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UAL Research Online

Therapeutic Aesthetics: Performative Encounters in Moving Image Artworks

Walsh, Maria (2020) Therapeutic Aesthetics: Performative Encounters in Moving Image Artworks. Radical Aesthetics . Bloomsbury, London and New York. ISBN 978-1-350-09315-7

Type of Research: Book
Creators: Walsh, Maria

Therapeutic Aesthetics: Performative Encounters in Moving Image Artworks focuses on moving image artworks as expressive of social psychopathological symptoms that arise in a climate of cognitive capitalism – for example, anxiety, depression, post-traumatic stress disorder and burnout. The book is not about engaging with art as a therapy to express personal traumas and symptoms but proposes that a selective range of contemporary moving image artworks performatively mimic the psychopathologies of cognitive capitalism in a collective and conflictual manner. Moving through a range of philosophers and theorists (Bernard Stiegler, Steven Shaviro, Franco ‘Bifo’ Berardi, Judith Butler, Félix Guattari, Lauren Berlant, Eva Illouz, and D.W. Winnicott, etc.), I propose that there is no cure, only provisional moments of reparation. To address this idea, I use the concept of the pharmakon, the Greek term for drug which means both remedy and poison. In a pharmacological therapeutics, remedy and poison are not opposites but, as Stiegler determines, two poles in a passage between meanings. This approach enables me to maintain the conflict between the curative and the harmful in relation to moving image artworks by artists such as Omer Fast, Liz Magic Laser, Leigh Ledare, Oriana Fox, Gillian Wearing and Rehana Zaman. As transitional spaces, these artworks can enable a toleration of conflict that may offer another kind of self-determination than the subjection to biopolitical governance in cognitive capitalism.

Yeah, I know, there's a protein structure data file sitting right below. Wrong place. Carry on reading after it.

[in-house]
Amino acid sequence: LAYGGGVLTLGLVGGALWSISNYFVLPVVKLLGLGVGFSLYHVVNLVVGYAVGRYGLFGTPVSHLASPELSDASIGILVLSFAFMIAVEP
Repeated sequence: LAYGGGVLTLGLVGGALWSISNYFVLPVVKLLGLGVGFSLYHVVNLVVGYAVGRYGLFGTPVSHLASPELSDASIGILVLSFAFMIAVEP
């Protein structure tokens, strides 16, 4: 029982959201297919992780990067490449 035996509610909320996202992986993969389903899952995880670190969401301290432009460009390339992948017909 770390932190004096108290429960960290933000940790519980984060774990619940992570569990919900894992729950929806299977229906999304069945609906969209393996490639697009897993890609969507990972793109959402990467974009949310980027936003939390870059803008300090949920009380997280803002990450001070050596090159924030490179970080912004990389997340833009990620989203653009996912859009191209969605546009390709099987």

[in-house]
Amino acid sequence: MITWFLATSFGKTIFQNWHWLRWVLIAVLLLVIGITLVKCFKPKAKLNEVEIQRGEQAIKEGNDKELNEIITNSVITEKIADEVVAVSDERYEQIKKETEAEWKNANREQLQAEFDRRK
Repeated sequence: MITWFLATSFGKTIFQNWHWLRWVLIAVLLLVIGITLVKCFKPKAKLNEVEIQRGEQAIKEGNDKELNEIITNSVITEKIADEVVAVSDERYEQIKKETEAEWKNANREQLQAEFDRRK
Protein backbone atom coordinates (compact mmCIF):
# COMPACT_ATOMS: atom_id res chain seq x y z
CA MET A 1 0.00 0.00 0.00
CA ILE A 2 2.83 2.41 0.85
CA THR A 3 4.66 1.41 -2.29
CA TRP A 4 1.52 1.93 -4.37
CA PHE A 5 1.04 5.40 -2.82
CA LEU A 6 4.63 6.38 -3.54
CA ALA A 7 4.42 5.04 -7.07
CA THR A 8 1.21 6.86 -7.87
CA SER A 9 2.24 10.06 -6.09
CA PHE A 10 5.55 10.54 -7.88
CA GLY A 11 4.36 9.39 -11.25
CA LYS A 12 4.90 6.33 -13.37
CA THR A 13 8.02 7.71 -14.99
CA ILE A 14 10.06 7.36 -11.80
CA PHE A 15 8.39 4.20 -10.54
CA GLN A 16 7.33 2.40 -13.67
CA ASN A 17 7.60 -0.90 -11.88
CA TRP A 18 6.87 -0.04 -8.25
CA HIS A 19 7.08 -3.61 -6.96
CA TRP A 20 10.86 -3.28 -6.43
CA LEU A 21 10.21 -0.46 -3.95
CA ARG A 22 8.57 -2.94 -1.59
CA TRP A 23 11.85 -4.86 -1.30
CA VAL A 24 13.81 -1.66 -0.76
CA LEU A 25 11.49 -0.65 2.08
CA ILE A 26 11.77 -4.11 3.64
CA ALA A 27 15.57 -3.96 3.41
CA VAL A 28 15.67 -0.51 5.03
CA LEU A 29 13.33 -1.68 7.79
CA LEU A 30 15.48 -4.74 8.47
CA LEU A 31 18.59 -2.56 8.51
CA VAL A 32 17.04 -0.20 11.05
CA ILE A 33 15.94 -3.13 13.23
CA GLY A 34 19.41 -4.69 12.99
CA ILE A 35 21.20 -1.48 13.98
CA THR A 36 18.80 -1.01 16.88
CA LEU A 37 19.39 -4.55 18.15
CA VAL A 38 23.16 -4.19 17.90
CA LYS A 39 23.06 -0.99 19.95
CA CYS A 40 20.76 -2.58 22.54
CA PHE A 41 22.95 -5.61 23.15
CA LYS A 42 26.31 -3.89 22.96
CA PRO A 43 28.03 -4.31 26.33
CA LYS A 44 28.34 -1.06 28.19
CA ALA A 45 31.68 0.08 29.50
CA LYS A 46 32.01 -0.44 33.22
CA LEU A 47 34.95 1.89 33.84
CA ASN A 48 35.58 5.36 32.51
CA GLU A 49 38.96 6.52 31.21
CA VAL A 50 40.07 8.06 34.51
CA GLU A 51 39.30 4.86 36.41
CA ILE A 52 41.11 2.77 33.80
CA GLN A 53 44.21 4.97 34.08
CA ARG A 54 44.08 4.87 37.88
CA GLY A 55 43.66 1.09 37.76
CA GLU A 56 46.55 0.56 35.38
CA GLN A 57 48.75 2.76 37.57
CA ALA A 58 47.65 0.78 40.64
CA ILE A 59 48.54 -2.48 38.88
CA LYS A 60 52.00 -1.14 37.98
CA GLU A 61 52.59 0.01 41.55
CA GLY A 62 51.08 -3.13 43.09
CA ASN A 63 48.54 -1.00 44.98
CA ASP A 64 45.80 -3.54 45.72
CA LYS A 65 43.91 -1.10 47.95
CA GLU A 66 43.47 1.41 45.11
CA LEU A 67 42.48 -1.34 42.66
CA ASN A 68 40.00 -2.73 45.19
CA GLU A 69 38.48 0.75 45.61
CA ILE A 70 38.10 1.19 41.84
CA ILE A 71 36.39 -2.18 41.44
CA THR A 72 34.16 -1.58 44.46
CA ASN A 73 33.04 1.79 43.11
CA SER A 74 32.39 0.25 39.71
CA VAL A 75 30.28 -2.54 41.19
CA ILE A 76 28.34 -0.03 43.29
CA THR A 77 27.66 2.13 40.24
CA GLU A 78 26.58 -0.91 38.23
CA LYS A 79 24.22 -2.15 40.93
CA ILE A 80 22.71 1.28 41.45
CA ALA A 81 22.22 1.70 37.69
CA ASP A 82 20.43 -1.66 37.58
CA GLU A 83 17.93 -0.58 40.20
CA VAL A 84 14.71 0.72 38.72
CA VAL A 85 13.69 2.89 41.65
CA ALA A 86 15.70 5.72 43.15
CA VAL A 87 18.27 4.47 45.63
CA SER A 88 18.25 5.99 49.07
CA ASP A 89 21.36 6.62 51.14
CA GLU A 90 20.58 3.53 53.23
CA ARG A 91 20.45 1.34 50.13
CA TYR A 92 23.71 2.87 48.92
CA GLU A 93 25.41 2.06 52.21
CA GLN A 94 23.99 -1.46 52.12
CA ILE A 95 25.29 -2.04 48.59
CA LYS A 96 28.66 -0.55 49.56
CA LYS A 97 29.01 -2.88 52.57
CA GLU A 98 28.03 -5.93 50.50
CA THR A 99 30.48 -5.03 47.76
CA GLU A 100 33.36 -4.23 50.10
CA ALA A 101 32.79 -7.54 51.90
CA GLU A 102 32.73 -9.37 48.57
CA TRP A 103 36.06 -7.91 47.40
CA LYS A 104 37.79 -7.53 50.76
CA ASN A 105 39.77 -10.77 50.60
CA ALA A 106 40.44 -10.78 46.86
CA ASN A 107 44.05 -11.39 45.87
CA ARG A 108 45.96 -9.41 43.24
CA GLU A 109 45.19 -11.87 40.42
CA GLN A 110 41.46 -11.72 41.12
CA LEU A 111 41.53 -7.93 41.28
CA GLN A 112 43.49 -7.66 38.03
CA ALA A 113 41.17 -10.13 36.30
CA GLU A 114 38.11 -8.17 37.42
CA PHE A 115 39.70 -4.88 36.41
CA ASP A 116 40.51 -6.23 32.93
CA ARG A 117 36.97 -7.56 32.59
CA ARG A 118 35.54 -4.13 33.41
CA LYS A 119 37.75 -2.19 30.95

Official Website: https://www.bloomsbury.com/uk/therapeutic-aesthetics-9781350093157/
Publisher/Broadcaster/Company: Bloomsbury
Your affiliations with UAL: Colleges > Chelsea College of Arts
Research Projects > Subjectivity and Feminisms
Date: 12 November 2020
Date Deposited: 18 May 2020 12:04
Last Modified: 16 Feb 2021 17:01
Item ID: 15672
URI: https://ualresearchonline.arts.ac.uk/id/eprint/15672

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